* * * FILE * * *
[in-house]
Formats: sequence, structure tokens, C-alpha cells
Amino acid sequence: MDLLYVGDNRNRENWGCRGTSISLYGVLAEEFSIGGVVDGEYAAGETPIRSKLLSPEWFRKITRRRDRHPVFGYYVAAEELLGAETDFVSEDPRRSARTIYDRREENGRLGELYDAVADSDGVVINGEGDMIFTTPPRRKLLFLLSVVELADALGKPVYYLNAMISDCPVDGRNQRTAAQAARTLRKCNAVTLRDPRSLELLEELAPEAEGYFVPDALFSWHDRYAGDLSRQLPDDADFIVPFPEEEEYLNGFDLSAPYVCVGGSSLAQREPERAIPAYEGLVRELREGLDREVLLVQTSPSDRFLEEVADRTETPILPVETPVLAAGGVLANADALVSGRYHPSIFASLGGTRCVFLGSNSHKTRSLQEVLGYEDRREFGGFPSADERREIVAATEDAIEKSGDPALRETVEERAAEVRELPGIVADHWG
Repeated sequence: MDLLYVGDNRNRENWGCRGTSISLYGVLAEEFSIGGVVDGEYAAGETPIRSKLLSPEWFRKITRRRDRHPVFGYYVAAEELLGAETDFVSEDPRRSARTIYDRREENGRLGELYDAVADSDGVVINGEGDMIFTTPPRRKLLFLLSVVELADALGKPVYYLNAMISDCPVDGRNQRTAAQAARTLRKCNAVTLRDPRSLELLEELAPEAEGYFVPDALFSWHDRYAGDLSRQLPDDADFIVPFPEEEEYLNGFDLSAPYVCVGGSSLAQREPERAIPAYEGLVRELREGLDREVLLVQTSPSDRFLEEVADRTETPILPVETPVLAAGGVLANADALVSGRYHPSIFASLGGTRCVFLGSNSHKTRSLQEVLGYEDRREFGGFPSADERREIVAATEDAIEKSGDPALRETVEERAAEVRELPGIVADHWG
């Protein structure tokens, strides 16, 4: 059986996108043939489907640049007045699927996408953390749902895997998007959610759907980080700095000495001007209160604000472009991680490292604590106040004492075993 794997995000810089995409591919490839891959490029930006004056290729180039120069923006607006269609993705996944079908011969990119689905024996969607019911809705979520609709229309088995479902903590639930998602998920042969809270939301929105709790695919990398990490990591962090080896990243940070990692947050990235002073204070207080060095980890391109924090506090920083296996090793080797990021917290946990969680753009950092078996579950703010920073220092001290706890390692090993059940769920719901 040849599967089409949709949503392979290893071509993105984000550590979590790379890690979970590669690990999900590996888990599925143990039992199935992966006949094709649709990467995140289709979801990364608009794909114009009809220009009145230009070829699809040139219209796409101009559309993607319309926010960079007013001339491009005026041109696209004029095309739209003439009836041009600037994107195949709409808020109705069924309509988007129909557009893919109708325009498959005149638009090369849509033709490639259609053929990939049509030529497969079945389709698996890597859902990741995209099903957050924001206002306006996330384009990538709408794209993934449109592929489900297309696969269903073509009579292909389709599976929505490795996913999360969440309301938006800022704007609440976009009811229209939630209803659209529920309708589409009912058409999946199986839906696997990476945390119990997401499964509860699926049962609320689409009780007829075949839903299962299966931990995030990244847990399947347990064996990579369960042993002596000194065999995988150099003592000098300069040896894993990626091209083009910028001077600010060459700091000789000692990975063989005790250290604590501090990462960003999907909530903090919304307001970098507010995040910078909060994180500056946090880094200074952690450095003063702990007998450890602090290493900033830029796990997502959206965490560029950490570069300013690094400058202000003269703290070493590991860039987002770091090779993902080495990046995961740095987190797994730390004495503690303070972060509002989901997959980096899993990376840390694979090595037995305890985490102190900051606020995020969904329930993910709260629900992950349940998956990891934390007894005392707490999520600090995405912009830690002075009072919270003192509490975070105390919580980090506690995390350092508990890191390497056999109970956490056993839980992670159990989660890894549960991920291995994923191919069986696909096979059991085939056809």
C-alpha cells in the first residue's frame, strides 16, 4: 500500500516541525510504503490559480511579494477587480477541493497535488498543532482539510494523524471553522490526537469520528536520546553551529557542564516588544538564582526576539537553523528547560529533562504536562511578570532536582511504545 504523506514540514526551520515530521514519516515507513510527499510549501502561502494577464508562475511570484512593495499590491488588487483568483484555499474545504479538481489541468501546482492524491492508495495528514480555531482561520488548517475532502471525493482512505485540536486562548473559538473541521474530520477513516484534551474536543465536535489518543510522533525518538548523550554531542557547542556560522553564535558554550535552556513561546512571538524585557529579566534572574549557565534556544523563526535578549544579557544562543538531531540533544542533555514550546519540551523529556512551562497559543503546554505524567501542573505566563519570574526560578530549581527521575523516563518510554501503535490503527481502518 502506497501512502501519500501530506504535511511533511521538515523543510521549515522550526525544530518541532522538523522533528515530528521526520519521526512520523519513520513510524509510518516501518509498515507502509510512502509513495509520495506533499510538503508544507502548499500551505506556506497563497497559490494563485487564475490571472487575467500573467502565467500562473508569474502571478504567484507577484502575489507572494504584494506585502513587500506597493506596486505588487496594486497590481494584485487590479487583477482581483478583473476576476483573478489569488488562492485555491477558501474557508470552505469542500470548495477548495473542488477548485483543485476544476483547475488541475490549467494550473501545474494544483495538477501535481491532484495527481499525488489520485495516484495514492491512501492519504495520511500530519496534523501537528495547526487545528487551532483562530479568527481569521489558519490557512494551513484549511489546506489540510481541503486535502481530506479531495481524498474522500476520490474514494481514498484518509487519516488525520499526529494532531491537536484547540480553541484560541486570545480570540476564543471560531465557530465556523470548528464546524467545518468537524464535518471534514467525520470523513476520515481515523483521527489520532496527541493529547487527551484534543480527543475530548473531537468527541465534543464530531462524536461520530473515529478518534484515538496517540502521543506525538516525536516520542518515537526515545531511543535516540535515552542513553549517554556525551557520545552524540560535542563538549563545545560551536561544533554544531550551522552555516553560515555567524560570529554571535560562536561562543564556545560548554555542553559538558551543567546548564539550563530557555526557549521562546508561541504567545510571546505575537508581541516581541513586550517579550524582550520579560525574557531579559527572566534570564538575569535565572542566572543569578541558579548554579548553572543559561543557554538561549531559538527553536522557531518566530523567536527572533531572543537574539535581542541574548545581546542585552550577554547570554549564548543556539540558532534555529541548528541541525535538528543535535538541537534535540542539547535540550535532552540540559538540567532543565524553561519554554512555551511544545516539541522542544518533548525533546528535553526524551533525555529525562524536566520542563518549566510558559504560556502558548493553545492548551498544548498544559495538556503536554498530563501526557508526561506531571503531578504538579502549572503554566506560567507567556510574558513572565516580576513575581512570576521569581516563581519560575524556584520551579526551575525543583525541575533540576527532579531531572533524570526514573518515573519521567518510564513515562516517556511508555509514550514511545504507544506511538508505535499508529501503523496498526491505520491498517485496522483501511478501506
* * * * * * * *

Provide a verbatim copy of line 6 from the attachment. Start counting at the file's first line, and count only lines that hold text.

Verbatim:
C-alpha cells in the first residue's frame, strides 16, 4: 500500500516541525510504503490559480511579494477587480477541493497535488498543532482539510494523524471553522490526537469520528536520546553551529557542564516588544538564582526576539537553523528547560529533562504536562511578570532536582511504545 504523506514540514526551520515530521514519516515507513510527499510549501502561502494577464508562475511570484512593495499590491488588487483568483484555499474545504479538481489541468501546482492524491492508495495528514480555531482561520488548517475532502471525493482512505485540536486562548473559538473541521474530520477513516484534551474536543465536535489518543510522533525518538548523550554531542557547542556560522553564535558554550535552556513561546512571538524585557529579566534572574549557565534556544523563526535578549544579557544562543538531531540533544542533555514550546519540551523529556512551562497559543503546554505524567501542573505566563519570574526560578530549581527521575523516563518510554501503535490503527481502518 502506497501512502501519500501530506504535511511533511521538515523543510521549515522550526525544530518541532522538523522533528515530528521526520519521526512520523519513520513510524509510518516501518509498515507502509510512502509513495509520495506533499510538503508544507502548499500551505506556506497563497497559490494563485487564475490571472487575467500573467502565467500562473508569474502571478504567484507577484502575489507572494504584494506585502513587500506597493506596486505588487496594486497590481494584485487590479487583477482581483478583473476576476483573478489569488488562492485555491477558501474557508470552505469542500470548495477548495473542488477548485483543485476544476483547475488541475490549467494550473501545474494544483495538477501535481491532484495527481499525488489520485495516484495514492491512501492519504495520511500530519496534523501537528495547526487545528487551532483562530479568527481569521489558519490557512494551513484549511489546506489540510481541503486535502481530506479531495481524498474522500476520490474514494481514498484518509487519516488525520499526529494532531491537536484547540480553541484560541486570545480570540476564543471560531465557530465556523470548528464546524467545518468537524464535518471534514467525520470523513476520515481515523483521527489520532496527541493529547487527551484534543480527543475530548473531537468527541465534543464530531462524536461520530473515529478518534484515538496517540502521543506525538516525536516520542518515537526515545531511543535516540535515552542513553549517554556525551557520545552524540560535542563538549563545545560551536561544533554544531550551522552555516553560515555567524560570529554571535560562536561562543564556545560548554555542553559538558551543567546548564539550563530557555526557549521562546508561541504567545510571546505575537508581541516581541513586550517579550524582550520579560525574557531579559527572566534570564538575569535565572542566572543569578541558579548554579548553572543559561543557554538561549531559538527553536522557531518566530523567536527572533531572543537574539535581542541574548545581546542585552550577554547570554549564548543556539540558532534555529541548528541541525535538528543535535538541537534535540542539547535540550535532552540540559538540567532543565524553561519554554512555551511544545516539541522542544518533548525533546528535553526524551533525555529525562524536566520542563518549566510558559504560556502558548493553545492548551498544548498544559495538556503536554498530563501526557508526561506531571503531578504538579502549572503554566506560567507567556510574558513572565516580576513575581512570576521569581516563581519560575524556584520551579526551575525543583525541575533540576527532579531531572533524570526514573518515573519521567518510564513515562516517556511508555509514550514511545504507544506511538508505535499508529501503523496498526491505520491498517485496522483501511478501506